Again, I don't wish for my tax dollars to fund someone's murder, which is why I am happy with Canada's lack of a death penalty.
    Then what is wrong with forgiving them and then killing as a consequence of their actions?

    You are not making sense. You are continually talking about emotions, as if this negates a criminal being put to death for their refusal to follow moral and legal laws set forth by a society.

    Also, your tax dollars are being spent on criminals that many times, when released from prison, go out and murder, rape and rob AGAIN. So, in a sense you are contributing to the problem and aiding criminals in their future crimes against your neighbors.
    Quote Originally Posted by apdst View Post
    The Supreme Court can't interpret The Constitution. They don't have that power.

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    Re: Is Capital Punishment Justified?

    Quote Originally Posted by Unrein View Post
    But they aren't the same thing, the muderer killed an innocent person and the state did not.
    This is subjective so I will not continue to argue it, but I disagree.

    Quote Originally Posted by Unrein View Post
    You might as well be saying that imprisoning people who commit kidnapping is wrong, or ordering someone to pay back theft.
    You know as well as I do that that is not the same issue. We are debating the death penalty, not simple imprisonment. You are trying to make it seem like a no-brainer that murderers should be executed, but that is the very issue we are debating. I need not remind you again.

    Quote Originally Posted by Unrein View Post
    Your problem here has nothing to do with the death penalty itself but state rights. I agree that capital punishment should be federal. You shouldn't die or live based on where you committed the murder, nor should you be denied the right to marry based on which state you live in, etc. State laws should limited to things that effect only them.
    Though inclusive of State rights, my argument was broader than that. Approximately 90 percent of those on death row can not afford to hire a lawyer when when being tried. The poor tend to be subject to the death penalty far more than those who can afford better legal counsel. If their crime is so heinous, it shouldn't matter how much money you have, the sentence should be automatic. But it's not... it is instituted completely unfairly and inconsistently.

    Quote Originally Posted by Unrein View Post
    Well go on, what does it 'do for us'?
    The criminal also has a family, friends and people who love them. Capital punishment suggests that they too should go through the same loss, suffering and trauma that the victim went through, all because the system demands revenge. So instead of having just one family going through hell because of a death, the system seeks an eye for an eye. How do those people suffering the loss of their loved ones in turn affect their surrounding community? How is their functionality affected?

    Furthermore, how many public executions are spectator sports where people go to watch someone die. How is this contributing to a civilized, humanitarian society? It's barbaric.

    Quote Originally Posted by Unrein View Post
    How is that preclusive of supporting capital punishment?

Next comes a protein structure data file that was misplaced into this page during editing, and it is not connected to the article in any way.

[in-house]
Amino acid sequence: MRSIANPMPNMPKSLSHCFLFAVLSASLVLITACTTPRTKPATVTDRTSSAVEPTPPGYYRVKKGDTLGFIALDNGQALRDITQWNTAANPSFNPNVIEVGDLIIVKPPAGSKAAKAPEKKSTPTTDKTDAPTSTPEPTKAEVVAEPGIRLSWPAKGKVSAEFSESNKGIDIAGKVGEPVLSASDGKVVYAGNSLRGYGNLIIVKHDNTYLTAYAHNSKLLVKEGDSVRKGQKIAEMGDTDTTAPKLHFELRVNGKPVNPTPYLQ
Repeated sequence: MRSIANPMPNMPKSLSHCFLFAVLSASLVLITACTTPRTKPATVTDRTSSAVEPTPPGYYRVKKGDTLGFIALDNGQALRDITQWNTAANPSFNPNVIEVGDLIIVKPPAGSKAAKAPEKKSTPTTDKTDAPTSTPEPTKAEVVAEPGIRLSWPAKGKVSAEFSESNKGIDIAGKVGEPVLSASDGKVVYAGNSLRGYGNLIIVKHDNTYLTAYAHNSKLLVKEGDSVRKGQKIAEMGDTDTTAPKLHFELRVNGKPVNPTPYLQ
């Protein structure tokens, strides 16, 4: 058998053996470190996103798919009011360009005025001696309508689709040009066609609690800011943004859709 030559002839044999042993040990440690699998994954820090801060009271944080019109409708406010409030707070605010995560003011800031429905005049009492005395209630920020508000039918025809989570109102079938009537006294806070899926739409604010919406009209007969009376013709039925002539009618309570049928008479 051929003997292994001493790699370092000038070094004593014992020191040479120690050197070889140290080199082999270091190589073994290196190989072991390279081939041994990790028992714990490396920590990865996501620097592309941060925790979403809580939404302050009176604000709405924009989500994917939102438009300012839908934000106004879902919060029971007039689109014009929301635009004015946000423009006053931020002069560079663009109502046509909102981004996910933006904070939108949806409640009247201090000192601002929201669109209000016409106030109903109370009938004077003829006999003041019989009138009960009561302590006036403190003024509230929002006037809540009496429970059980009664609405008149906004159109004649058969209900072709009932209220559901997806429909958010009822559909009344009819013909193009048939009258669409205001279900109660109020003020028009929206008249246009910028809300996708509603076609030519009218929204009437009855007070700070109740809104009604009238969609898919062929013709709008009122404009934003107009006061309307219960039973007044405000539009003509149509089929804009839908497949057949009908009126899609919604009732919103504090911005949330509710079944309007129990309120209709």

I guess it's not, when it comes down to it, because people just see murder as murder. They don't want to consider the root causes and maybe try to take preventative measures in the future. The same thing can be said of other forms of death such as suicide. People see the warning signs but choose to ignore them.

    Quote Originally Posted by Unrein View Post
    That could be said of any criminal. Sorry but it doesn't matter who is to blame for thier mental instability, but the fact is they ARE murderers and need to be removed from society completely. I agree that society should take measures to prevent it from happening, but in a realistic sense we can't excuse people over social determinism.
    I agree they need to be separated, but the issue at stake is whether or not it's acceptable to murder them.

    Also, please define what you mean by social determinism, so I can be clear.

    Quote Originally Posted by Unrein View Post
    I'am not argueing from a moral sense, I'am argueing from a pragmatic sense. You can always blame someone else for another persons behavior and I even agree it is true, but at the end of day we have to hold someone responsible and the only effective, justifiable way of doing it is dealing with the individual who physically committed the crime.
    Again, I am not arguing against holding the person responsible for the crime, so you don't need to bring up that point again. You can hold them responsible in other ways that don't involve putting them to death.

    How is it pragmatic to kill someone and cause everyone they know suffering? How is it "logical" to try and right a wrong by committing another wrong? It's an eye for an eye and it never works.

    Quote Originally Posted by Unrein View Post
    It seems like you are though.
    Well, I can't help the way you feel... I have stated otherwise. If you don't want to accept it, then it's your problem.

    Quote Originally Posted by Unrein View Post
    It has nothing what-so-ever to do with that (at least not for me)
    I was trying to look at the social and perhaps philosophical side of the death penalty, but I see you want to stick to the same tired old arguments. Ok, we can do that.

  6. #386
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    Re: Is Capital Punishment Justified?

    Quote Originally Posted by Bodhisattva View Post
    Then what is wrong with forgiving them and then killing as a consequence of their actions?